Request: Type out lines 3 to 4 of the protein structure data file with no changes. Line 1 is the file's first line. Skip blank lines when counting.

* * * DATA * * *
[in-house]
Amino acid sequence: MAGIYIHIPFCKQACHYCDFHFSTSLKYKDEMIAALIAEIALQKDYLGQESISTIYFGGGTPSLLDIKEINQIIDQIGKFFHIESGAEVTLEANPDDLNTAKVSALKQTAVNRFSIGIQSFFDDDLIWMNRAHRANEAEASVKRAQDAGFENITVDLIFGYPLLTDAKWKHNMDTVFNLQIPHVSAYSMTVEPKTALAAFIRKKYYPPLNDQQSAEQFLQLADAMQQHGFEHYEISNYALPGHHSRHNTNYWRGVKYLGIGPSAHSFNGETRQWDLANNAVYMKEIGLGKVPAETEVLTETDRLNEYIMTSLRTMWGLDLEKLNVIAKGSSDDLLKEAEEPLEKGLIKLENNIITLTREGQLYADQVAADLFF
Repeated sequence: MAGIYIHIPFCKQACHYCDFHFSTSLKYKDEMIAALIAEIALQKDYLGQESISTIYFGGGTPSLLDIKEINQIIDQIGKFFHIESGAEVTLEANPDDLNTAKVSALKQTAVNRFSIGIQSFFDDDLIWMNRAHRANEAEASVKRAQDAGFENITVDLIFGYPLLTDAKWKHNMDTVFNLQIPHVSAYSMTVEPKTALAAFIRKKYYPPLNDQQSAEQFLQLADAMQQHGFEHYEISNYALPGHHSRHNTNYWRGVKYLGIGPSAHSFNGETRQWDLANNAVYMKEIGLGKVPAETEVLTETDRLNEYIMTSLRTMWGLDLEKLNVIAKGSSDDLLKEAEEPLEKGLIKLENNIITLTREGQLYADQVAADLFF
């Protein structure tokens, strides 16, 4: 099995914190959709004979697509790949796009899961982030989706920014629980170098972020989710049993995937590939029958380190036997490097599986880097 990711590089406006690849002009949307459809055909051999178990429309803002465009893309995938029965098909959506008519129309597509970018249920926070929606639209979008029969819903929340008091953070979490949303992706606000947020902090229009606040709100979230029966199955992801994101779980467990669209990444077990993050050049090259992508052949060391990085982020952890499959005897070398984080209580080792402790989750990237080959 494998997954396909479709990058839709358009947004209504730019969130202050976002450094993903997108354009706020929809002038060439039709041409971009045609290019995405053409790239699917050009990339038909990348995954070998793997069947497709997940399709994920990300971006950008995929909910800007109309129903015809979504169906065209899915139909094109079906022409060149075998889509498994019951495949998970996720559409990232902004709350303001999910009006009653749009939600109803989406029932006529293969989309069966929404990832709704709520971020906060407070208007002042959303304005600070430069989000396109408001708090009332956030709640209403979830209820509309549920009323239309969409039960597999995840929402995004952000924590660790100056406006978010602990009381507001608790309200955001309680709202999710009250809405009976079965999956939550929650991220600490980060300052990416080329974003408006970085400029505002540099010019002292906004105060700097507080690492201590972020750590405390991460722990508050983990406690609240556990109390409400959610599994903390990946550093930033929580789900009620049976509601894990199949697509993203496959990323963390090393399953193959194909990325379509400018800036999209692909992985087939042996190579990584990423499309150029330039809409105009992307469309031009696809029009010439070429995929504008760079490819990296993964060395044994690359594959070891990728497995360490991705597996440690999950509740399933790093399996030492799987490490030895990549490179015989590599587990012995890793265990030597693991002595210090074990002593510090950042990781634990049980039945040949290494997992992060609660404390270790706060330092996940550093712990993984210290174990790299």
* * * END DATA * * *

Repeated sequence: MAGIYIHIPFCKQACHYCDFHFSTSLKYKDEMIAALIAEIALQKDYLGQESISTIYFGGGTPSLLDIKEINQIIDQIGKFFHIESGAEVTLEANPDDLNTAKVSALKQTAVNRFSIGIQSFFDDDLIWMNRAHRANEAEASVKRAQDAGFENITVDLIFGYPLLTDAKWKHNMDTVFNLQIPHVSAYSMTVEPKTALAAFIRKKYYPPLNDQQSAEQFLQLADAMQQHGFEHYEISNYALPGHHSRHNTNYWRGVKYLGIGPSAHSFNGETRQWDLANNAVYMKEIGLGKVPAETEVLTETDRLNEYIMTSLRTMWGLDLEKLNVIAKGSSDDLLKEAEEPLEKGLIKLENNIITLTREGQLYADQVAADLFF
């Protein structure tokens, strides 16, 4: 099995914190959709004979697509790949796009899961982030989706920014629980170098972020989710049993995937590939029958380190036997490097599986880097 990711590089406006690849002009949307459809055909051999178990429309803002465009893309995938029965098909959506008519129309597509970018249920926070929606639209979008029969819903929340008091953070979490949303992706606000947020902090229009606040709100979230029966199955992801994101779980467990669209990444077990993050050049090259992508052949060391990085982020952890499959005897070398984080209580080792402790989750990237080959 494998997954396909479709990058839709358009947004209504730019969130202050976002450094993903997108354009706020929809002038060439039709041409971009045609290019995405053409790239699917050009990339038909990348995954070998793997069947497709997940399709994920990300971006950008995929909910800007109309129903015809979504169906065209899915139909094109079906022409060149075998889509498994019951495949998970996720559409990232902004709350303001999910009006009653749009939600109803989406029932006529293969989309069966929404990832709704709520971020906060407070208007002042959303304005600070430069989000396109408001708090009332956030709640209403979830209820509309549920009323239309969409039960597999995840929402995004952000924590660790100056406006978010602990009381507001608790309200955001309680709202999710009250809405009976079965999956939550929650991220600490980060300052990416080329974003408006970085400029505002540099010019002292906004105060700097507080690492201590972020750590405390991460722990508050983990406690609240556990109390409400959610599994903390990946550093930033929580789900009620049976509601894990199949697509993203496959990323963390090393399953193959194909990325379509400018800036999209692909992985087939042996190579990584990423499309150029330039809409105009992307469309031009696809029009010439070429995929504008760079490819990296993964060395044994690359594959070891990728497995360490991705597996440690999950509740399933790093399996030492799987490490030895990549490179015989590599587990012995890793265990030597693991002595210090074990002593510090950042990781634990049980039945040949290494997992992060609660404390270790706060330092996940550093712990993984210290174990790299």